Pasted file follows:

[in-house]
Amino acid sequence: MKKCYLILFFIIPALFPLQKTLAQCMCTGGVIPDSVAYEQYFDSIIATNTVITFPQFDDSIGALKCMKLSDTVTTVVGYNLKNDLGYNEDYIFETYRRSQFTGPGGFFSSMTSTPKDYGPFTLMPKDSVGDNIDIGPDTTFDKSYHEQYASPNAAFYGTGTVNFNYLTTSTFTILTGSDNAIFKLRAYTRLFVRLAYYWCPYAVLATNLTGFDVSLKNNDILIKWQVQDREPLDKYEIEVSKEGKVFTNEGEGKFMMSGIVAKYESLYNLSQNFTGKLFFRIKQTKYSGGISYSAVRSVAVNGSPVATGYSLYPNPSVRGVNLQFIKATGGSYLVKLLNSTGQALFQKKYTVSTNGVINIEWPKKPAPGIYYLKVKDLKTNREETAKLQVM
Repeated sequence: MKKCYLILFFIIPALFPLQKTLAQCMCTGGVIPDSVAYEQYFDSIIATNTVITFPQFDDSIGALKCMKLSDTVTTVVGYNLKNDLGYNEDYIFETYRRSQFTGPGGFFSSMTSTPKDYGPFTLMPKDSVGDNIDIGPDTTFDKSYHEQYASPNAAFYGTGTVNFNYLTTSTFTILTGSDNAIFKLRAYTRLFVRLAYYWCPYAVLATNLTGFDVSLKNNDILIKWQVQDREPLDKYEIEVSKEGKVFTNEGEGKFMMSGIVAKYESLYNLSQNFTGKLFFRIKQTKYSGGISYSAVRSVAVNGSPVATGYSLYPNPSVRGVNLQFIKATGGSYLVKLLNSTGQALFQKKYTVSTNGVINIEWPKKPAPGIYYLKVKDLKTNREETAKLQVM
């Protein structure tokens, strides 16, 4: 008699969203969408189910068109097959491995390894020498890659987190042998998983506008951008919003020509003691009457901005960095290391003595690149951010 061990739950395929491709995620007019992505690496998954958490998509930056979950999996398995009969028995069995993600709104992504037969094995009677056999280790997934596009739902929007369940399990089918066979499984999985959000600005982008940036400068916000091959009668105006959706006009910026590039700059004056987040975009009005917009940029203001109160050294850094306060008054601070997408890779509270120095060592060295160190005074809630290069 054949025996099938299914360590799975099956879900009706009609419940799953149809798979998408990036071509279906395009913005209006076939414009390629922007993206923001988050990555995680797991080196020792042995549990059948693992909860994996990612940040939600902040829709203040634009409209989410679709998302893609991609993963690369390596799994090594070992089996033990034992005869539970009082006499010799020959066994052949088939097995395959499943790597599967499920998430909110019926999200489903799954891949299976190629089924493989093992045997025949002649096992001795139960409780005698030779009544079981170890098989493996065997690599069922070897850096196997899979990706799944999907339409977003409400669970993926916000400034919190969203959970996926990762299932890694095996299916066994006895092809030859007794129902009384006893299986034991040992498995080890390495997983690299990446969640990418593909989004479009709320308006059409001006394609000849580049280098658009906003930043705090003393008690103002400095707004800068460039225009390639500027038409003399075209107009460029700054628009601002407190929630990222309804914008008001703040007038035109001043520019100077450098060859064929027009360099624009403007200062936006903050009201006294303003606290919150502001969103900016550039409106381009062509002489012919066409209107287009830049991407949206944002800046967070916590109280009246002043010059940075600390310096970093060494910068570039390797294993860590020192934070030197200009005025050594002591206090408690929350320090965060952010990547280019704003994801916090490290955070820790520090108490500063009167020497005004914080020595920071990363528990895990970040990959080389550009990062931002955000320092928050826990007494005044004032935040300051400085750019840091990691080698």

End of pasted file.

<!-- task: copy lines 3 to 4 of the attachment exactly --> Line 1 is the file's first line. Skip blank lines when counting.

Repeated sequence: MKKCYLILFFIIPALFPLQKTLAQCMCTGGVIPDSVAYEQYFDSIIATNTVITFPQFDDSIGALKCMKLSDTVTTVVGYNLKNDLGYNEDYIFETYRRSQFTGPGGFFSSMTSTPKDYGPFTLMPKDSVGDNIDIGPDTTFDKSYHEQYASPNAAFYGTGTVNFNYLTTSTFTILTGSDNAIFKLRAYTRLFVRLAYYWCPYAVLATNLTGFDVSLKNNDILIKWQVQDREPLDKYEIEVSKEGKVFTNEGEGKFMMSGIVAKYESLYNLSQNFTGKLFFRIKQTKYSGGISYSAVRSVAVNGSPVATGYSLYPNPSVRGVNLQFIKATGGSYLVKLLNSTGQALFQKKYTVSTNGVINIEWPKKPAPGIYYLKVKDLKTNREETAKLQVM
């Protein structure tokens, strides 16, 4: 008699969203969408189910068109097959491995390894020498890659987190042998998983506008951008919003020509003691009457901005960095290391003595690149951010 061990739950395929491709995620007019992505690496998954958490998509930056979950999996398995009969028995069995993600709104992504037969094995009677056999280790997934596009739902929007369940399990089918066979499984999985959000600005982008940036400068916000091959009668105006959706006009910026590039700059004056987040975009009005917009940029203001109160050294850094306060008054601070997408890779509270120095060592060295160190005074809630290069 054949025996099938299914360590799975099956879900009706009609419940799953149809798979998408990036071509279906395009913005209006076939414009390629922007993206923001988050990555995680797991080196020792042995549990059948693992909860994996990612940040939600902040829709203040634009409209989410679709998302893609991609993963690369390596799994090594070992089996033990034992005869539970009082006499010799020959066994052949088939097995395959499943790597599967499920998430909110019926999200489903799954891949299976190629089924493989093992045997025949002649096992001795139960409780005698030779009544079981170890098989493996065997690599069922070897850096196997899979990706799944999907339409977003409400669970993926916000400034919190969203959970996926990762299932890694095996299916066994006895092809030859007794129902009384006893299986034991040992498995080890390495997983690299990446969640990418593909989004479009709320308006059409001006394609000849580049280098658009906003930043705090003393008690103002400095707004800068460039225009390639500027038409003399075209107009460029700054628009601002407190929630990222309804914008008001703040007038035109001043520019100077450098060859064929027009360099624009403007200062936006903050009201006294303003606290919150502001969103900016550039409106381009062509002489012919066409209107287009830049991407949206944002800046967070916590109280009246002043010059940075600390310096970093060494910068570039390797294993860590020192934070030197200009005025050594002591206090408690929350320090965060952010990547280019704003994801916090490290955070820790520090108490500063009167020497005004914080020595920071990363528990895990970040990959080389550009990062931002955000320092928050826990007494005044004032935040300051400085750019840091990691080698």